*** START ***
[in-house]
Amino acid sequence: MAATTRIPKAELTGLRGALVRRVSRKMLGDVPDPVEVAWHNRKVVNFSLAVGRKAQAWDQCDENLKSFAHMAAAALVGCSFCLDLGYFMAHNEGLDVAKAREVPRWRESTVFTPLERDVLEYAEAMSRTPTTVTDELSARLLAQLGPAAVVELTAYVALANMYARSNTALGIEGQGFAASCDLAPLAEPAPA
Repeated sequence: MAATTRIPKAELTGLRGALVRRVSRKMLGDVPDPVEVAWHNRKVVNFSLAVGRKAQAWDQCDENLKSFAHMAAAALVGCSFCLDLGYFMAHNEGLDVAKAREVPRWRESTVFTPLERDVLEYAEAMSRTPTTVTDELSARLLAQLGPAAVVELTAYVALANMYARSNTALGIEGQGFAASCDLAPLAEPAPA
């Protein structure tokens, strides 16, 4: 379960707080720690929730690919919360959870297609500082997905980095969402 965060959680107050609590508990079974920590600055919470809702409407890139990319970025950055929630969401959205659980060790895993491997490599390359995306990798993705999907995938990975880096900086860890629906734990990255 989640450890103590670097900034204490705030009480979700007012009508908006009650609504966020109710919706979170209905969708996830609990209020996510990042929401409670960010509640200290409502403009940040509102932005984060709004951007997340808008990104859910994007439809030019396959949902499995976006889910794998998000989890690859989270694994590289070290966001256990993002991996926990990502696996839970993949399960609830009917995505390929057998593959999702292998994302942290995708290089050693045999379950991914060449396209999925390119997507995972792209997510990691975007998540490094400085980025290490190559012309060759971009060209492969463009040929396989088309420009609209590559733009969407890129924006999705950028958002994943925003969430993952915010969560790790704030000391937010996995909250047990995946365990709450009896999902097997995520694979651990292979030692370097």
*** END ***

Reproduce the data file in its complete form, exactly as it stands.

[in-house]
Amino acid sequence: MAATTRIPKAELTGLRGALVRRVSRKMLGDVPDPVEVAWHNRKVVNFSLAVGRKAQAWDQCDENLKSFAHMAAAALVGCSFCLDLGYFMAHNEGLDVAKAREVPRWRESTVFTPLERDVLEYAEAMSRTPTTVTDELSARLLAQLGPAAVVELTAYVALANMYARSNTALGIEGQGFAASCDLAPLAEPAPA
Repeated sequence: MAATTRIPKAELTGLRGALVRRVSRKMLGDVPDPVEVAWHNRKVVNFSLAVGRKAQAWDQCDENLKSFAHMAAAALVGCSFCLDLGYFMAHNEGLDVAKAREVPRWRESTVFTPLERDVLEYAEAMSRTPTTVTDELSARLLAQLGPAAVVELTAYVALANMYARSNTALGIEGQGFAASCDLAPLAEPAPA
């Protein structure tokens, strides 16, 4: 379960707080720690929730690919919360959870297609500082997905980095969402 965060959680107050609590508990079974920590600055919470809702409407890139990319970025950055929630969401959205659980060790895993491997490599390359995306990798993705999907995938990975880096900086860890629906734990990255 989640450890103590670097900034204490705030009480979700007012009508908006009650609504966020109710919706979170209905969708996830609990209020996510990042929401409670960010509640200290409502403009940040509102932005984060709004951007997340808008990104859910994007439809030019396959949902499995976006889910794998998000989890690859989270694994590289070290966001256990993002991996926990990502696996839970993949399960609830009917995505390929057998593959999702292998994302942290995708290089050693045999379950991914060449396209999925390119997507995972792209997510990691975007998540490094400085980025290490190559012309060759971009060209492969463009040929396989088309420009609209590559733009969407890129924006999705950028958002994943925003969430993952915010969560790790704030000391937010996995909250047990995946365990709450009896999902097997995520694979651990292979030692370097």